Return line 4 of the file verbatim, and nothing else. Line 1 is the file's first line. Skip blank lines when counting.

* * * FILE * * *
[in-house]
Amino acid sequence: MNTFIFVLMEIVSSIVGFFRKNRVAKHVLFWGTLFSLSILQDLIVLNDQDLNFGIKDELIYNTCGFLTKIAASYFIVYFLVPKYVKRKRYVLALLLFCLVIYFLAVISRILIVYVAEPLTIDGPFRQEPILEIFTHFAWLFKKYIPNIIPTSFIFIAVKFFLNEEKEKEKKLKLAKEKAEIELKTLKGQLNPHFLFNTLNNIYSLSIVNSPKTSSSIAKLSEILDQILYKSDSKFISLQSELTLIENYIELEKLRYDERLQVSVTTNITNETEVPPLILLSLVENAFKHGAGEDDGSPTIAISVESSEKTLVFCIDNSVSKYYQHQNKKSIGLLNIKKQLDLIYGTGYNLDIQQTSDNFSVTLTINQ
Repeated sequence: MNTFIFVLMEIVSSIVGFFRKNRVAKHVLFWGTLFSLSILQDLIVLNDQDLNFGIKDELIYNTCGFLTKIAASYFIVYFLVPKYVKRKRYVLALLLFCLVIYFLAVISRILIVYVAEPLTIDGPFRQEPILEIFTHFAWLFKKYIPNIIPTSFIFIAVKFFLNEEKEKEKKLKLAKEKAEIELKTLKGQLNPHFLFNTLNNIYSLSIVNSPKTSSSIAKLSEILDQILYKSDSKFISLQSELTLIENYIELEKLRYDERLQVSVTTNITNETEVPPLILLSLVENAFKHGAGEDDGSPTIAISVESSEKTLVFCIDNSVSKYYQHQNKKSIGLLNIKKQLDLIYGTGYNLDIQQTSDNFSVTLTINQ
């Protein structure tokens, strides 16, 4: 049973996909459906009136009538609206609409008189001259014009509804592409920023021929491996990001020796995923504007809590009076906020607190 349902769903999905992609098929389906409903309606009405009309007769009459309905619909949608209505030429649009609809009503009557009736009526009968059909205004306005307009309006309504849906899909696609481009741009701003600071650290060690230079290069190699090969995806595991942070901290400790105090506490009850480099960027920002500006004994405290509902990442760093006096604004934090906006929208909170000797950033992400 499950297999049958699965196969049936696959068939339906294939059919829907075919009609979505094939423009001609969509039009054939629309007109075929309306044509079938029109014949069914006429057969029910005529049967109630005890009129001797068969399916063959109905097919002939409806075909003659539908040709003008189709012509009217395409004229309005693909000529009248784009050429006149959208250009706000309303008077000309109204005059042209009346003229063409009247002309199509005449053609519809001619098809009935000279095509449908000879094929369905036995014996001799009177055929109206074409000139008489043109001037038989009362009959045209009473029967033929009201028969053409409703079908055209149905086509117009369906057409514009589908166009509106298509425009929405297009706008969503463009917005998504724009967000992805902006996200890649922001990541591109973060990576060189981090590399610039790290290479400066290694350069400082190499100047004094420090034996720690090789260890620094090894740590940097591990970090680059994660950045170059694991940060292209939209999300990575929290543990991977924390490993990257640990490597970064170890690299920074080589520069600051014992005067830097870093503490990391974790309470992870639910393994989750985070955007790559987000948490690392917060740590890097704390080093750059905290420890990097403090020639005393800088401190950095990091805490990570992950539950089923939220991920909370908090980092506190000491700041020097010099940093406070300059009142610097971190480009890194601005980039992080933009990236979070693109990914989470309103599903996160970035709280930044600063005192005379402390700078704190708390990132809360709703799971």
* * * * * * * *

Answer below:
């Protein structure tokens, strides 16, 4: 049973996909459906009136009538609206609409008189001259014009509804592409920023021929491996990001020796995923504007809590009076906020607190 349902769903999905992609098929389906409903309606009405009309007769009459309905619909949608209505030429649009609809009503009557009736009526009968059909205004306005307009309006309504849906899909696609481009741009701003600071650290060690230079290069190699090969995806595991942070901290400790105090506490009850480099960027920002500006004994405290509902990442760093006096604004934090906006929208909170000797950033992400 499950297999049958699965196969049936696959068939339906294939059919829907075919009609979505094939423009001609969509039009054939629309007109075929309306044509079938029109014949069914006429057969029910005529049967109630005890009129001797068969399916063959109905097919002939409806075909003659539908040709003008189709012509009217395409004229309005693909000529009248784009050429006149959208250009706000309303008077000309109204005059042209009346003229063409009247002309199509005449053609519809001619098809009935000279095509449908000879094929369905036995014996001799009177055929109206074409000139008489043109001037038989009362009959045209009473029967033929009201028969053409409703079908055209149905086509117009369906057409514009589908166009509106298509425009929405297009706008969503463009917005998504724009967000992805902006996200890649922001990541591109973060990576060189981090590399610039790290290479400066290694350069400082190499100047004094420090034996720690090789260890620094090894740590940097591990970090680059994660950045170059694991940060292209939209999300990575929290543990991977924390490993990257640990490597970064170890690299920074080589520069600051014992005067830097870093503490990391974790309470992870639910393994989750985070955007790559987000948490690392917060740590890097704390080093750059905290420890990097403090020639005393800088401190950095990091805490990570992950539950089923939220991920909370908090980092506190000491700041020097010099940093406070300059009142610097971190480009890194601005980039992080933009990236979070693109990914989470309103599903996160970035709280930044600063005192005379402390700078704190708390990132809360709703799971």